A palpable sense of expectation perfumed the air at the first opening night of Opera Australia’s 2022 Winter Season at the Sydney Opera House. Giacomo Puccini’s Madama Butterfly rarely misses its target and this production by choreographer-director Graeme Murphy, revived by Shane Placentino, promised a rewarding, if potentially challenging night.

Michael Honeyman (Sharpless) and Diego Torre (Pinkerton)
© Guy Davies

As so often commented on after its 2019 premiere, this is a production for our age: technologically slick, (seemingly) much controlled by the sleazy wedding-salesman, Goro’s (Virgilio Marino) remote control. With his device, he moves the massive LED screens surrounding the stage, making them resemble traditional sliding doors or creating digital pop-up waiters who offer whisky to the American guests. Projected on the screens are references to the storyline, visually arresting, if artistically monotonous. They describe what we have already heard and seen. They could have aimed for more.

Most of the action takes place on a revolving compact platform centre stage, restricting movement, particularly as it is raised up a few metres and no one dares to go close to its edge. It also enforces an uncomfortable proximity of opposites: American officers and Japanese locals, respect for the traditional and embracing of the modern, and other thought-provoking juxtapositions.

Sae-Kyung Rim (Cio-Cio-San)
© Guy Davies

Murphy’s stage works never fail to captivate. Part of his inventive concept serves the production brilliantly, such as the opening tableau with its striking red rope bondage scene, also subtly hinting at the unbreakable bond, Cio-Cio-San’s loyal love to Pinkerton (a sentiment he does not share). A thinner version of the red rope later returns as part of Butterfly’s spider net-like bridal veil, suggesting no good future for the marriage and again in the final scene, when the ceremonial knife is lowered with it from the ceiling. Then, however, catharsis is stifled as Cio-Cio-San commits her honourable suicide bloodless and on the back of her neck, while Pinkerton watches it haplessly from a few metres away.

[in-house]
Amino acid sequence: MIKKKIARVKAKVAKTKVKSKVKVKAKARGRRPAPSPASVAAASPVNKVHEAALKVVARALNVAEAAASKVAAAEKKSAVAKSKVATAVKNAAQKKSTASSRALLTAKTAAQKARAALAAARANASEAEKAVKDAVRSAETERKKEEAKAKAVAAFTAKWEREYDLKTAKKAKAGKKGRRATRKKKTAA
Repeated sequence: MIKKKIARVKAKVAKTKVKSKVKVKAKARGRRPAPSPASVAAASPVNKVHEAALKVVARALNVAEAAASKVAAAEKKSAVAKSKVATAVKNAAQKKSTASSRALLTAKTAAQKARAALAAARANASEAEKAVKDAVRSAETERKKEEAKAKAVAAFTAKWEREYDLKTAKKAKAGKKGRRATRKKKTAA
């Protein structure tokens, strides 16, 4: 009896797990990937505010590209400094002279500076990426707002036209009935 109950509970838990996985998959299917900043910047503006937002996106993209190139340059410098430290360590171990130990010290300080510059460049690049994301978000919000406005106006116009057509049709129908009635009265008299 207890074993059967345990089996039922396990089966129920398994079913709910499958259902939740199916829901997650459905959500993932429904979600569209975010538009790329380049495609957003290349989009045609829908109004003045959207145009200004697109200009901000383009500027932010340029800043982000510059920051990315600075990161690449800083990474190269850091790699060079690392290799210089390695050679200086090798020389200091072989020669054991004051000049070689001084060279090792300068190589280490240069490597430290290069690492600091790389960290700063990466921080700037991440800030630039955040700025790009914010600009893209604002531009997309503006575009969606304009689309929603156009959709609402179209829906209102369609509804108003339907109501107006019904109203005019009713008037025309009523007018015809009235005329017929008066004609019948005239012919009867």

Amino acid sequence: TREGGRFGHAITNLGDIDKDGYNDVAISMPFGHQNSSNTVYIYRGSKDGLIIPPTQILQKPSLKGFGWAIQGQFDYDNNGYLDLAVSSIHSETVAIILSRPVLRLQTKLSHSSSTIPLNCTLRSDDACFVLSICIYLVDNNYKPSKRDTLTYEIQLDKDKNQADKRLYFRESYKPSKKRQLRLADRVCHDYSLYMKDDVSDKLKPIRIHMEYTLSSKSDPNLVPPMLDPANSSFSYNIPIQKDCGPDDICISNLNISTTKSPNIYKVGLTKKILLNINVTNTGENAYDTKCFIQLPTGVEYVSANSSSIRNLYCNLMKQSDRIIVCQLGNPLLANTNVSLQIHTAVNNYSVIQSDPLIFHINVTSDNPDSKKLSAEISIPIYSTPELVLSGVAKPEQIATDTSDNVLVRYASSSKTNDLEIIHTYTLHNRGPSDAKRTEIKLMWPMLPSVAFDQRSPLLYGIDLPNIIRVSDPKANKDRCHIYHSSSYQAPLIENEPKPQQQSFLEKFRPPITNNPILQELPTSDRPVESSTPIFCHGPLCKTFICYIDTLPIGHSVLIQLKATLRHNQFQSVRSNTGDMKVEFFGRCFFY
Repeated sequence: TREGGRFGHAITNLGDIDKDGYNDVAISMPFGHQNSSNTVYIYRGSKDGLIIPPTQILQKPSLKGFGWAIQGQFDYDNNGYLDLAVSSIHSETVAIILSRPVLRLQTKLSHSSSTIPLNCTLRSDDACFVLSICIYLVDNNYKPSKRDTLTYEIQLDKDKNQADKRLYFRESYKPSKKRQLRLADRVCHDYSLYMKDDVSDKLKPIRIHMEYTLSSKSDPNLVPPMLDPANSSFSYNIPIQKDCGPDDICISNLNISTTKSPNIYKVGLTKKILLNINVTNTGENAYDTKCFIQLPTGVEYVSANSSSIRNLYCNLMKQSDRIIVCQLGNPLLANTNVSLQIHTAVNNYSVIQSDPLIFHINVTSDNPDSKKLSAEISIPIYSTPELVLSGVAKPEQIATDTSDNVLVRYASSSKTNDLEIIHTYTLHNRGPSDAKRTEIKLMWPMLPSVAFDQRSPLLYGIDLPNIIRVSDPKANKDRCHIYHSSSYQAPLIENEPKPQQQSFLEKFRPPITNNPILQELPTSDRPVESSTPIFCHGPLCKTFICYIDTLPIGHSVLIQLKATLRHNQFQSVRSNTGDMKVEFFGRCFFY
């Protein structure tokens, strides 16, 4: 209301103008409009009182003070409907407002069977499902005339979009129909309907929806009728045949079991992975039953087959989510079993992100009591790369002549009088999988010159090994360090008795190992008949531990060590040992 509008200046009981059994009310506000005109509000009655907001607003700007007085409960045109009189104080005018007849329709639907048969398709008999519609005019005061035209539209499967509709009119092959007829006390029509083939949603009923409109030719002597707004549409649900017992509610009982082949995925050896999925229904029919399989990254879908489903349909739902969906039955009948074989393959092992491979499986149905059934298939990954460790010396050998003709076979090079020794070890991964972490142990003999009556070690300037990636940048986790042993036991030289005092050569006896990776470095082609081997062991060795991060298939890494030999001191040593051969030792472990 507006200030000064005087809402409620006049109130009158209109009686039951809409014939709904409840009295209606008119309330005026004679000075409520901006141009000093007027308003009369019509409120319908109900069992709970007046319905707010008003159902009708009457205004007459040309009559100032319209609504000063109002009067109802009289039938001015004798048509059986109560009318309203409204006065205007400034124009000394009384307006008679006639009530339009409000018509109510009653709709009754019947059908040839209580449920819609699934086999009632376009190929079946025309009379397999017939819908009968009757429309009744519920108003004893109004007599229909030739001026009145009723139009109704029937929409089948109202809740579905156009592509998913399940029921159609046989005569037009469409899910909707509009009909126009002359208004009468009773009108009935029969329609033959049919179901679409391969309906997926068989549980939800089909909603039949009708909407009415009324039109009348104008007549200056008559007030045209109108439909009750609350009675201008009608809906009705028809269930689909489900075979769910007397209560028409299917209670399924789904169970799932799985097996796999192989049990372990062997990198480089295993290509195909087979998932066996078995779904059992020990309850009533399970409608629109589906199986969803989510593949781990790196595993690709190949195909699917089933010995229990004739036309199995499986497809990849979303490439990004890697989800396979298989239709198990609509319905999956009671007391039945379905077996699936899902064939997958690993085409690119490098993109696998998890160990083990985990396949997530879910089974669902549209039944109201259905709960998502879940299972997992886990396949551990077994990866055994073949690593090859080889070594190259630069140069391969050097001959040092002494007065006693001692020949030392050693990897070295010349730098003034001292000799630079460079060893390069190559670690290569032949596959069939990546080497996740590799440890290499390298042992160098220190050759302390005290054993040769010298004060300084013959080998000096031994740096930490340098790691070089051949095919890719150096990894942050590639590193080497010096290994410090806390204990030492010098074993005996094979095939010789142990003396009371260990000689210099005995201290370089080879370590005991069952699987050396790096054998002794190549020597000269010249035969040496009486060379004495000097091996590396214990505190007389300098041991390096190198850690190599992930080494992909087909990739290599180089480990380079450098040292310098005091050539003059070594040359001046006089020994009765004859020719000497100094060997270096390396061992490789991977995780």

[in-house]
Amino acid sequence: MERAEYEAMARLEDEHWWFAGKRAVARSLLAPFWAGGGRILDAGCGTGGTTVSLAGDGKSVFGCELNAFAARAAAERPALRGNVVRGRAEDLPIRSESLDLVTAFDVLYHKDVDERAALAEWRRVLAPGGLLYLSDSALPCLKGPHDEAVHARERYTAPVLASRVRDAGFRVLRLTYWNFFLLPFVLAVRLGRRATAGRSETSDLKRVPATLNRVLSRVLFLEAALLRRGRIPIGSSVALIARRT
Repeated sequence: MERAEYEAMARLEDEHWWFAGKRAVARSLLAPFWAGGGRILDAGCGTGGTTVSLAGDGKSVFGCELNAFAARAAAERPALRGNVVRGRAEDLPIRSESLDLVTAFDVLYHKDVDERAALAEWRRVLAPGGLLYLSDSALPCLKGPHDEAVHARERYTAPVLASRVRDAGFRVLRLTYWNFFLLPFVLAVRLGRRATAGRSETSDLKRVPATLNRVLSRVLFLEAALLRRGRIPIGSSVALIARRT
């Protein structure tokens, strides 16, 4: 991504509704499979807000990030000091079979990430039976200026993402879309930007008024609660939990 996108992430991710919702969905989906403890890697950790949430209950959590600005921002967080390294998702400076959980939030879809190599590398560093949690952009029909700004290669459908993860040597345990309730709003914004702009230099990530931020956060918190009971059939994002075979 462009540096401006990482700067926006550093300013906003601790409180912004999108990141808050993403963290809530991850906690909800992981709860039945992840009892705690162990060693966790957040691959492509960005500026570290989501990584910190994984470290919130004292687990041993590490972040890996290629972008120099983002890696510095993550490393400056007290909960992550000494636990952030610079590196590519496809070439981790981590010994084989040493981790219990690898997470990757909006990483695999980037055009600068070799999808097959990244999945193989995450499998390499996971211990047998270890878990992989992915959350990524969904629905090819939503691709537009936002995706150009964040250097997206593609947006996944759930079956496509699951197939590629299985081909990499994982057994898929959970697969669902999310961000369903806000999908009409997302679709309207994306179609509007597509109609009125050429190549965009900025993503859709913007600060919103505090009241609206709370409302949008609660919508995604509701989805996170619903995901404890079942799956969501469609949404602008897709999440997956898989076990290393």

Elsewhere, domestic life on stage is shown mostly in shades of bleak black and white. Bright colours mostly appear with the huge US flags projected onto the screens, in predictable golden hues representing Yamadori’s wealth, when spring is evoked by Cio-Cio-San and Suzuki “blowing” pink paint from spraying cans, filling the screens, or with the Japanese ladies’ “school-girl fantasy” greeting of the incoming American soldiers, reminiscent of cheap X-rated magazine images. The innovative ideas keep coming but they appear to be uneven.

Sian Sharp (Suzuki) and Sae-Kyung Rim (Cio-Cio-San)
© Guy Davies

The performance got off to a difficult start. Diego Torre, known for possessing a powerful Italianate voice, cracked a high B flat and lost his voice almost completely, forcing Pinkerton's young bride (soprano Sae-Kyung Rim) to sing the heart-warming love duet at the end of Act 1 practically by herself. While our sympathies were on the tenor’s side, the wisdom of allowing him on stage in such a condition is questionable. He was replaced by a young colleague in Act 3, Thomas Strong, who proved to be an equal partner to Sharpless (in Michael Honeyman’s warm, sympathetic baritone) and Suzuki (Sian Sharp, singing unerringly but not yet finding the right tone to express the pain of the loyal servant who says little but misses nothing). Strong’s farewell (“Addio, fiorito asil”) to his oriental dream, brief but touching, offered a modicum of compassion for his moral dilemma. He is vile and he knows it.

Cio-Cio-San was performed by the experienced South Korean soprano Sae-Kyung Rim in her OA debut. In outstanding vocal condition, she had complete control over the role technically. What I missed in her performance was the expression of Butterfly’s naïve vulnerability, and subtle signs to indicate how she (not unlike Mimì in La bohème) grows from a guileless very young girl to become a strong heroine, accepting her tragic fate with dignity.

Michael Honeyman (Sharpless), Sae-Kyung Rim (Cio-Cio-San) and Jane Ede (Kate Pinkerton)
© Guy Davies

The chorus of Opera Australia is always dependable and, despite their smaller than usual numbers, did not disappoint. A recurring problem, though, with most of the protagonists on stage, was their barely controlled vibrato. Perhaps we are conditioned to accept this as the “operatic style”, but would an instrumentalist ever win an audition or get a job with an almost measurable amplitude in their tone production?

Carlo Montanaro conducted with brisk tempos and assured hands. The orchestra, so experienced and impressive in times gone, sounded thin on this occasion. The opening fugato’s fury on the violins was infirm, the soaring cello melodies lacked depth and energy and the once-so-powerful brass section failed to arouse passion. A Puccini opera needs a consistently lush and passionate orchestral sound and this orchestra, perhaps still demoralised by extended lockdowns and recent cuts to its membership, found that difficult to deliver.